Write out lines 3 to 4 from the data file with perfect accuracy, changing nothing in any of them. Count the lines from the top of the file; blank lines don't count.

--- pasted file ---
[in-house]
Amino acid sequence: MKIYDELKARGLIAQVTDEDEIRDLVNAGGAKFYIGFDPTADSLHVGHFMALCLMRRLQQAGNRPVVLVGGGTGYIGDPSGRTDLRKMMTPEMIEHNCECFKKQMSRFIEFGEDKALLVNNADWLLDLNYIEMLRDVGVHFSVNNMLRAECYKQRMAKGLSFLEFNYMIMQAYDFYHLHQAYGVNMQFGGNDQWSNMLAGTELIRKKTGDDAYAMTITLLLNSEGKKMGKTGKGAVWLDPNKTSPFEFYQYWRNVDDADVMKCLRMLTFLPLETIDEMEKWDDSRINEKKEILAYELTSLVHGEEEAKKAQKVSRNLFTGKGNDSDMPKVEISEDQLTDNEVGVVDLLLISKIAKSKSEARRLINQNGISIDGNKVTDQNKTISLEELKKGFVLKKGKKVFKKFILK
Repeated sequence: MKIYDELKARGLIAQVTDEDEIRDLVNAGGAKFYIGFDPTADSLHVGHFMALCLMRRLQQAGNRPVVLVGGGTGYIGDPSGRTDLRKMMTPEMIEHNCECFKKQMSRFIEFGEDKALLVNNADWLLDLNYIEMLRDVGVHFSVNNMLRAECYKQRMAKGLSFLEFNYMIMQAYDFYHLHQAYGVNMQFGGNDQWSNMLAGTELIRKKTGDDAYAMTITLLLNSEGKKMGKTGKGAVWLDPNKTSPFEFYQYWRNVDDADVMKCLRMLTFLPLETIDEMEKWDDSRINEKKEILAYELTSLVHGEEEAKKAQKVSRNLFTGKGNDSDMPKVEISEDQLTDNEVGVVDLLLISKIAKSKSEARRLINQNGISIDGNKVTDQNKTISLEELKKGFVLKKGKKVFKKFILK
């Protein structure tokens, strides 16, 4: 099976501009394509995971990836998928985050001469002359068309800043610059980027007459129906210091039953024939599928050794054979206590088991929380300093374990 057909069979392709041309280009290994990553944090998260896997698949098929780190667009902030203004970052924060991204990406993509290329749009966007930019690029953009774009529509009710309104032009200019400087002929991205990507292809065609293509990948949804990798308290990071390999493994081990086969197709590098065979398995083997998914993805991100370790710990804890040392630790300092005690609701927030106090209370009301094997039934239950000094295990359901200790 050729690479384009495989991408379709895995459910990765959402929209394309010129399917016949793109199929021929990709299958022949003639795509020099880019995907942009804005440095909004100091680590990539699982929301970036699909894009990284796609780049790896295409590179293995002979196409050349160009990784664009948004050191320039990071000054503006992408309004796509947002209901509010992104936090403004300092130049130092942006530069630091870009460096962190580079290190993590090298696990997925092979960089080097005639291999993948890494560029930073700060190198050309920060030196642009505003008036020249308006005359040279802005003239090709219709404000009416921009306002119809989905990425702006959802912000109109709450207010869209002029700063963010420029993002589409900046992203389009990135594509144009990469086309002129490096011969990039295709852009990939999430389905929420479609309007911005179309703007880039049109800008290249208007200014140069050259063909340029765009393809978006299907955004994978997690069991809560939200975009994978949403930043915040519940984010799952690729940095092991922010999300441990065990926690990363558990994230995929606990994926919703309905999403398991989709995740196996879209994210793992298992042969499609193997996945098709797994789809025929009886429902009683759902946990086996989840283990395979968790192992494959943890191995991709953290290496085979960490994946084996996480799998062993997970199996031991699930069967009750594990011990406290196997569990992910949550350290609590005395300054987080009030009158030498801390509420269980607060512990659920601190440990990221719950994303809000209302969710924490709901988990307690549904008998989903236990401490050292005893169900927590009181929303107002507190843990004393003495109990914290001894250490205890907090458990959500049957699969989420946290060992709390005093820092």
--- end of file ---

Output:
Repeated sequence: MKIYDELKARGLIAQVTDEDEIRDLVNAGGAKFYIGFDPTADSLHVGHFMALCLMRRLQQAGNRPVVLVGGGTGYIGDPSGRTDLRKMMTPEMIEHNCECFKKQMSRFIEFGEDKALLVNNADWLLDLNYIEMLRDVGVHFSVNNMLRAECYKQRMAKGLSFLEFNYMIMQAYDFYHLHQAYGVNMQFGGNDQWSNMLAGTELIRKKTGDDAYAMTITLLLNSEGKKMGKTGKGAVWLDPNKTSPFEFYQYWRNVDDADVMKCLRMLTFLPLETIDEMEKWDDSRINEKKEILAYELTSLVHGEEEAKKAQKVSRNLFTGKGNDSDMPKVEISEDQLTDNEVGVVDLLLISKIAKSKSEARRLINQNGISIDGNKVTDQNKTISLEELKKGFVLKKGKKVFKKFILK
């Protein structure tokens, strides 16, 4: 099976501009394509995971990836998928985050001469002359068309800043610059980027007459129906210091039953024939599928050794054979206590088991929380300093374990 057909069979392709041309280009290994990553944090998260896997698949098929780190667009902030203004970052924060991204990406993509290329749009966007930019690029953009774009529509009710309104032009200019400087002929991205990507292809065609293509990948949804990798308290990071390999493994081990086969197709590098065979398995083997998914993805991100370790710990804890040392630790300092005690609701927030106090209370009301094997039934239950000094295990359901200790 050729690479384009495989991408379709895995459910990765959402929209394309010129399917016949793109199929021929990709299958022949003639795509020099880019995907942009804005440095909004100091680590990539699982929301970036699909894009990284796609780049790896295409590179293995002979196409050349160009990784664009948004050191320039990071000054503006992408309004796509947002209901509010992104936090403004300092130049130092942006530069630091870009460096962190580079290190993590090298696990997925092979960089080097005639291999993948890494560029930073700060190198050309920060030196642009505003008036020249308006005359040279802005003239090709219709404000009416921009306002119809989905990425702006959802912000109109709450207010869209002029700063963010420029993002589409900046992203389009990135594509144009990469086309002129490096011969990039295709852009990939999430389905929420479609309007911005179309703007880039049109800008290249208007200014140069050259063909340029765009393809978006299907955004994978997690069991809560939200975009994978949403930043915040519940984010799952690729940095092991922010999300441990065990926690990363558990994230995929606990994926919703309905999403398991989709995740196996879209994210793992298992042969499609193997996945098709797994789809025929009886429902009683759902946990086996989840283990395979968790192992494959943890191995991709953290290496085979960490994946084996996480799998062993997970199996031991699930069967009750594990011990406290196997569990992910949550350290609590005395300054987080009030009158030498801390509420269980607060512990659920601190440990990221719950994303809000209302969710924490709901988990307690549904008998989903236990401490050292005893169900927590009181929303107002507190843990004393003495109990914290001894250490205890907090458990959500049957699969989420946290060992709390005093820092």